“She is a beautiful filly with a great pedigree,” West said of the yearling's appeal. “They kind of turned the page down based on the pedigree when the catalogue came out. She is a big-framed filly and we hope she grows up into her body.”

Hip 469 is out of Song of the Lark (Seeking the Gold) and is a half-sister to Canadian champion Up With the Birds (Stormy Atlantic). As part of the on-going Sam-Son dispersal, Song of the Lark sold for $145,000 while in foal to Uncle Mo at this year's Keeneland January sale.

Repole and Viola were the leading buyers at the Keeneland September sale where West signed the ticket on 43 yearlings for $16,045,000 on behalf of the partnership.

Asked what impact partnerships like Repole and Viola's, as well as the SF Bloodstock/Starlight/Madaket axis which purchased the $700,000 son of Tapit Monday at Fasig-Tipton, West said, “I can only speak for myself, but Mike and Vinnie have spent almost $20 million on horses. Are we going to say that is bad for the game? They are putting a lot of money through these sales companies. I know some people are complaining that it's two big titans teaming up, but they are good friends and they grew up together, their families are family. They still own horses fully on their own, but they didn't see a reason to compete against each other. It is a partnership that works. They are putting a lot of money through the sales and I think everybody needs to be excited that they are doing it. Really wealthy people in this industry and in this world can find a bunch of other stuff to put their money into. Anybody who is signing a ticket on a horse, I applaud. I think what gets lost in the shuffle, is that good horses always bring good money regardless. This year we didn't have an Arab presence in our sales, so everybody should be thanking God that Mike and Vinnie stepped up the way they did–and the other partnerships, too. It did create a little bit of a feeding frenzy, but at the end of the day I think it was a good thing.”

 

Mendelssohn Colt to BlackRidge Partners

Will Daugherty, bidding on behalf of the BlackRidge Partners, went to $400,000 to acquire a colt from the first crop of Mendelssohn (hip 545) from the Taylor Made Sales Agency consignment. The yearling is out of Super Girlie (Closing Argument) and is a half-brother to this year's GI Arkansas Derby winner Super Stock (Dialed In). He was bred by Pedro and P.J. Gonzalez.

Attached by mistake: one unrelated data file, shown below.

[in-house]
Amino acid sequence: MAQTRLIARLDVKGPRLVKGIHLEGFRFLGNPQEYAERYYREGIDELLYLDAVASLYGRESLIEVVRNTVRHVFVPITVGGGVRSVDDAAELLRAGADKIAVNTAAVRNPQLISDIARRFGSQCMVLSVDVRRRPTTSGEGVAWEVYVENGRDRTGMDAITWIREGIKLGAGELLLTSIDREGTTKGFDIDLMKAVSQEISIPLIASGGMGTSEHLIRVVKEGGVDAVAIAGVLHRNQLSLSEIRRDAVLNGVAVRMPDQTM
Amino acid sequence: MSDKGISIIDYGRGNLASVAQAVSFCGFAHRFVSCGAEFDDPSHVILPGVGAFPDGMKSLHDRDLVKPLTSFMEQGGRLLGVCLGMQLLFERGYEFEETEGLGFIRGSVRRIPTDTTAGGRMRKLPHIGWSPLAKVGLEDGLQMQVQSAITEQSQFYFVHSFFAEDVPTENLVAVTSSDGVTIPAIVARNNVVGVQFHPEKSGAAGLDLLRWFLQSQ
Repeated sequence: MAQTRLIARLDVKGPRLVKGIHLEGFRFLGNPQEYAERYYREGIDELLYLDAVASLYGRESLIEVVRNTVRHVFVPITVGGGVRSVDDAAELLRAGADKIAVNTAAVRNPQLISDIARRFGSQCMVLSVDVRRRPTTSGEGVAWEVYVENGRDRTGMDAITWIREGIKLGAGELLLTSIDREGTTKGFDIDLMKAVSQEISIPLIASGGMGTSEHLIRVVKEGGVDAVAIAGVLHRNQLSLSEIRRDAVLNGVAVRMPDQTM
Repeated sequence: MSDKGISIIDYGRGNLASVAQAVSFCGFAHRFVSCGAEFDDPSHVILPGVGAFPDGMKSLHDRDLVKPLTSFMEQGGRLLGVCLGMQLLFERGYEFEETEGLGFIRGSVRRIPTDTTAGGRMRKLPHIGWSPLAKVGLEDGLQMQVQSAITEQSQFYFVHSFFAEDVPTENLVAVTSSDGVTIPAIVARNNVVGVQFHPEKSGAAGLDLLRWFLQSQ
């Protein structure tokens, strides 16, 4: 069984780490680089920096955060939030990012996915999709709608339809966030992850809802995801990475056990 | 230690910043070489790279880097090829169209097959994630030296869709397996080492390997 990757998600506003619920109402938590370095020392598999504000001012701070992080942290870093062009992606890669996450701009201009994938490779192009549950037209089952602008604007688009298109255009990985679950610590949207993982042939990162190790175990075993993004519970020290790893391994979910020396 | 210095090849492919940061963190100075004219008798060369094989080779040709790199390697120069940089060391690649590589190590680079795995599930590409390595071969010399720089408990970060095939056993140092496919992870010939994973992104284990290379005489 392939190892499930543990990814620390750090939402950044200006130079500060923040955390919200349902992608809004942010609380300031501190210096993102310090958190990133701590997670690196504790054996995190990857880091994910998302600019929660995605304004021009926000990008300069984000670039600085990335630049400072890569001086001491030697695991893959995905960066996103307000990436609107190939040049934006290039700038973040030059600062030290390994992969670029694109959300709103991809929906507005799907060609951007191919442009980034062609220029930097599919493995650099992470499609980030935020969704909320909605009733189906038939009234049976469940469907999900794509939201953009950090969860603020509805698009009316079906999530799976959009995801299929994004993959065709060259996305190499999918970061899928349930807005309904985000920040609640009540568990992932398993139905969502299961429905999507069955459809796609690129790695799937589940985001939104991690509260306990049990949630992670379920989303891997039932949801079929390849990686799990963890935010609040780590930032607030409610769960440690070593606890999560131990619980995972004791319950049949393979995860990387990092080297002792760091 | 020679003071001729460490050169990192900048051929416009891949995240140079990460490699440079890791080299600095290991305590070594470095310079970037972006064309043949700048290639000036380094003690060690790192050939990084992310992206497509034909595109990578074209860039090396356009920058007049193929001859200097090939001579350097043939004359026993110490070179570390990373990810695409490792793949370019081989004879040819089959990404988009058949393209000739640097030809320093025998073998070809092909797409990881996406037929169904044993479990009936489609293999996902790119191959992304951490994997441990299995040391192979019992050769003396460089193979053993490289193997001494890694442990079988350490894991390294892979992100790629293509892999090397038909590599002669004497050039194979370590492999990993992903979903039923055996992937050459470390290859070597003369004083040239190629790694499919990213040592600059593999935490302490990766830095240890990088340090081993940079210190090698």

“We will bring in a couple of partners and syndicate him out just a little bit,” Daugherty said. “He's a nice Mendelssohn colt, one of the best we've come across, and you have to love the page. If he's anything like his half-brother, he'll be pretty successful.”

Daugherty operates BlackRidge with his father Bill and partner Bill Barr. Their BlackRidge Resource Partners is an investment firm specializing in the oil and gas industries. The group bought into California Chrome shortly before his win in the G1 Dubai World Cup and began building a broodmare band to support the stallion. Breeding has remained their primary focus.

“We don't race a whole lot, we mostly breed,” Daugherty explained. “We just come in on a special horse. We have a little-to-some of five or six [horses in training].”

Tuesday's result was no surprise to Taylor Made's Duncan Taylor.

“He was one of the most popular colts we had up at the barn,” Taylor said. “And with Super Stock running so good, we knew he would sell well. We didn't know quite how well, but we are very happy with that result.”

 

Bolt d'Oro Filly Pays for Hamlins

Nancy and Tim Hamlin's Wynnstay Sales, consigning only since 2018, sold the top-priced filly at last year's Fasig-Tipton October sale and continued its strong returns Tuesday at Newtown Paddocks when selling a filly by Bolt d'Oro (hip 705) for $375,000 to St Elias Stables. Out of Urloveisasymphony (Forest Wildcat), the filly was bred by Deann and Greg Baer and was raised at the Hamlins' Wynnstay Farm near Winchester.

“She was out all day for three days in a row,” Tim Hamlin said of the yearling's popularity on the sales grounds. “She was a trooper all through it and never turned a hair.”

Hamlin continued, “Good horses are hard to come by. You can lose people when you bring them to the sale if they act stupid in the back ring. Everything has to go right, all the boxes have to be checked. When they check all the boxes you get paid. And she checked all the boxes.”

Bolt d'Oro's first yearlings have proven popular in the sales ring this summer and fall and Hamlin admitted he was a fan of the young Spendthrift stallion.

“We just like them mentally,” Hamlin said of the yearlings by Bolt d'Oro he has dealt with. “They are all so easy. They do whatever you want them to do. They are willing and athletic. They are just happy horses. I tried to get two more breedings tonight. The minute she sold, I got on the phone with [Spendthrift's] Mark Toothaker and he said, 'I can't get you any more. He's full.' But I tried. We love him.”

 

Miami Date for Curlin Colt